The buzz around wearable technology has been escalating the past several months. In fact, wearable technology has moved beyond product concepts to actual products worn by consumers. These include virtual reality eyeglasses, sophisticated health monitoring devices housed within an elastic wristband, sensor-based canes for the blind, and smartwatches with many features. Wearable products tend to be more transparent, practical and integrated in a consumer’s daily life than previous mobile devices.
With this market gaining momentum, a key question needs to be addressed: How prepared are manufacturers to design and deliver these new and innovative types of products time and time again? To answer this question, manufacturers have several factors to consider. One is the need to adopt an end-to-end approach to product development and supply chain management that addresses the uniqueness and complexities of these devices. It’s critical they address challenges such as:
- Coordinating and integrating activities of disparate, and potentially new, design, engineering and production specialties; these include apparel, footwear, fabric, industrial design, human factors, biomedical, mechanical, electrical, and software;
- Managing and synchronizing product design and validation data from each specialty during the product’s evolution from initial idea until market retirement;
- Tracing in-market product configurations to support upgrades and/or maintenance;
- Working within stringent product regulations and compliance rules especially with wearable devices with medical features.
Major challenge: a plethora of potential uses and designs
Major challenges in developing an end-to-end product development strategy for wearable products are their many potential uses, designs and markets. These include embedded accessories, from watches to stethoscopes, and encompass multiple industry disciplines in garment making, consumer goods, medical devices, semiconductors and more. It is a complex design, engineering, procurement and production chain with various types of companies that usually haven’t worked together. Complicating this further are a high degree of specialization and tools used to design, engineer and validate these products. Wearable devices merge the fashion and high-tech markets, two of the most intense regarding time-to-market demands and shortest product demand windows. A sophisticated and streamlined product development process workflow is needed to deliver devices on time amid a ramp-up fraught with delay risks, integration issues and fixed market deadlines.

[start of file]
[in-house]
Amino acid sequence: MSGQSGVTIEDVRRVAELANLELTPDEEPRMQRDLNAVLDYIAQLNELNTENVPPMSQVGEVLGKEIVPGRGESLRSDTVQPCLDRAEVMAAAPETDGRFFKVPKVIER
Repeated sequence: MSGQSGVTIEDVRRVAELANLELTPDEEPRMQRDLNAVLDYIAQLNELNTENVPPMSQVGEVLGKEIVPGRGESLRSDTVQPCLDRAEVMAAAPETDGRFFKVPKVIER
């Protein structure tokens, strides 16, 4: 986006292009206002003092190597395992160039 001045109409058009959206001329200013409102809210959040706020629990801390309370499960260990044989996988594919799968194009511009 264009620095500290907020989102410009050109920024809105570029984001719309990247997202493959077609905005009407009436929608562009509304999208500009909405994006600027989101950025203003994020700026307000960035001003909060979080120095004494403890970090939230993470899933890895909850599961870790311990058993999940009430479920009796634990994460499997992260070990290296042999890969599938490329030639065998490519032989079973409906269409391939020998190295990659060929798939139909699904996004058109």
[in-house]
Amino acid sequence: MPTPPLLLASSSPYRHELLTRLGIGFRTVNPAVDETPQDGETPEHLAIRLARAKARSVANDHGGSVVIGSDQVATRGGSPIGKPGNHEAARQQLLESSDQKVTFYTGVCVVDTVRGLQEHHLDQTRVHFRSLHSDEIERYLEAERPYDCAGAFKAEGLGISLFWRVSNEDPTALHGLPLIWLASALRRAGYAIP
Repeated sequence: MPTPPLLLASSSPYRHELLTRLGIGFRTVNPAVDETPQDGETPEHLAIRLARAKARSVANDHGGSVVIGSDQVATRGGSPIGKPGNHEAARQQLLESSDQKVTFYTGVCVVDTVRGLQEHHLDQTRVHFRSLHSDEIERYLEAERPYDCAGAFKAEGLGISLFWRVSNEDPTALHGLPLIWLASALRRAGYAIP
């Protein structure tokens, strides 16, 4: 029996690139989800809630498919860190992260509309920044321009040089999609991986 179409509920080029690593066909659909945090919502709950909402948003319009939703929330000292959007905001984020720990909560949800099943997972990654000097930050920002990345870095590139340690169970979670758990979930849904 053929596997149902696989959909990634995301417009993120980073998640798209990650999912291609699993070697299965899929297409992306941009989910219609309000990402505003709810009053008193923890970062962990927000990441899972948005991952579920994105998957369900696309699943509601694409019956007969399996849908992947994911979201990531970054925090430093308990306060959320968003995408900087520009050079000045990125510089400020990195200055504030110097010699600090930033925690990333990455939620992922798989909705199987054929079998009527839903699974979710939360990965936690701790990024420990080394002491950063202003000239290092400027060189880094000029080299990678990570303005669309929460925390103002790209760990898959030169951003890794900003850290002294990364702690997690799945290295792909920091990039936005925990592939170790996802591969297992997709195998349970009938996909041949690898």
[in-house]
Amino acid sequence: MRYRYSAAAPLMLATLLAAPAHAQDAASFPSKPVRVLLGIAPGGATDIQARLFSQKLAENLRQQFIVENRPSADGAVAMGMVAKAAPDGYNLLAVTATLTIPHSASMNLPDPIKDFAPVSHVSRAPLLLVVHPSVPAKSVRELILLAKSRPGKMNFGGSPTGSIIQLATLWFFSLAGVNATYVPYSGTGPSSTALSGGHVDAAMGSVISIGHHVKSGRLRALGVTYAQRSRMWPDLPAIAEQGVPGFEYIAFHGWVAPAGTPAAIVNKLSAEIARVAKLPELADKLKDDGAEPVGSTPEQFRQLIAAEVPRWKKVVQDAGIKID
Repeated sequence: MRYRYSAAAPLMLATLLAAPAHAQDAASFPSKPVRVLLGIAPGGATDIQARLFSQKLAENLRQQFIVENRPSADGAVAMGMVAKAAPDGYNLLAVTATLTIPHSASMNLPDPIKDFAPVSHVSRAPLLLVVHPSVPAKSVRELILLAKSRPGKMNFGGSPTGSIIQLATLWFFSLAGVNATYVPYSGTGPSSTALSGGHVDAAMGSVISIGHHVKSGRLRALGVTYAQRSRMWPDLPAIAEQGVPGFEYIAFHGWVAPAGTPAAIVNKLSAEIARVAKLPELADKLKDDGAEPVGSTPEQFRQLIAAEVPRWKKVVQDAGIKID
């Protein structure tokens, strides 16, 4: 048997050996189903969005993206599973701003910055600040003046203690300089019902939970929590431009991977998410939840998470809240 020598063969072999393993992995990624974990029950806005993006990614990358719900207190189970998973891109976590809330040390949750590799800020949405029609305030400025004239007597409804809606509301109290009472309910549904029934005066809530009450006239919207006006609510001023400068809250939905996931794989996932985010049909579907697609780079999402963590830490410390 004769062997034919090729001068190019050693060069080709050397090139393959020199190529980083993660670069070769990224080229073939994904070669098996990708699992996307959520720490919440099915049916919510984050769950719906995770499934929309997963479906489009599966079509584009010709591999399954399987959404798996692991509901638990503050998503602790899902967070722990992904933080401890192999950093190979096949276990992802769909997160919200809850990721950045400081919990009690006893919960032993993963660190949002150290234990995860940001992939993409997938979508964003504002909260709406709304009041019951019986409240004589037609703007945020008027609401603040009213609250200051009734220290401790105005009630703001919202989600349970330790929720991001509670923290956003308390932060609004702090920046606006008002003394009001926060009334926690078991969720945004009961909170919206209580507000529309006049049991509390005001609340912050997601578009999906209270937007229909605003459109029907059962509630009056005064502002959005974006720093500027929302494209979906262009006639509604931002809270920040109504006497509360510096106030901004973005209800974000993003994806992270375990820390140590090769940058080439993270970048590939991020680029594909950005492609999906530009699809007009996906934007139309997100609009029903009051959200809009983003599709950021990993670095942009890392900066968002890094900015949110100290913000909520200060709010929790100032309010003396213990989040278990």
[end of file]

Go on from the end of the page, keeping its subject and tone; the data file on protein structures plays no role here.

Need to leverage product lifecycle management capabilities
To capitalize on this nascent market’s potential, manufacturers need to rethink and refine their current processes leveraging end-to-end product lifecycle management (PLM) capabilities tailored to efficiently and consistently deliver wearable devices to market. PLM describes the overall capability supporting a product’s evolution. This includes initial product ideation, requirement definition, conception, design, development, test, launch, ramp up, enhancement and retirement. PLM integrates business processes, product data and vested parties to create a streamlined and unified workflow for efficiently delivering products to market. For more, go to Accenture’s Billion Dollar Lever PLM Report.
Designing a standard PLM approach for wearable technology
The right product lifecycle management approach will be dictated by the needs of the specific wearable technology to be designed and manufactured, coupled with resources available to make that happen. Although this will often be a tailored process, Accenture’s PLM experiences point to a consistent set of steps manufacturers can take to enhance their PLM implementation: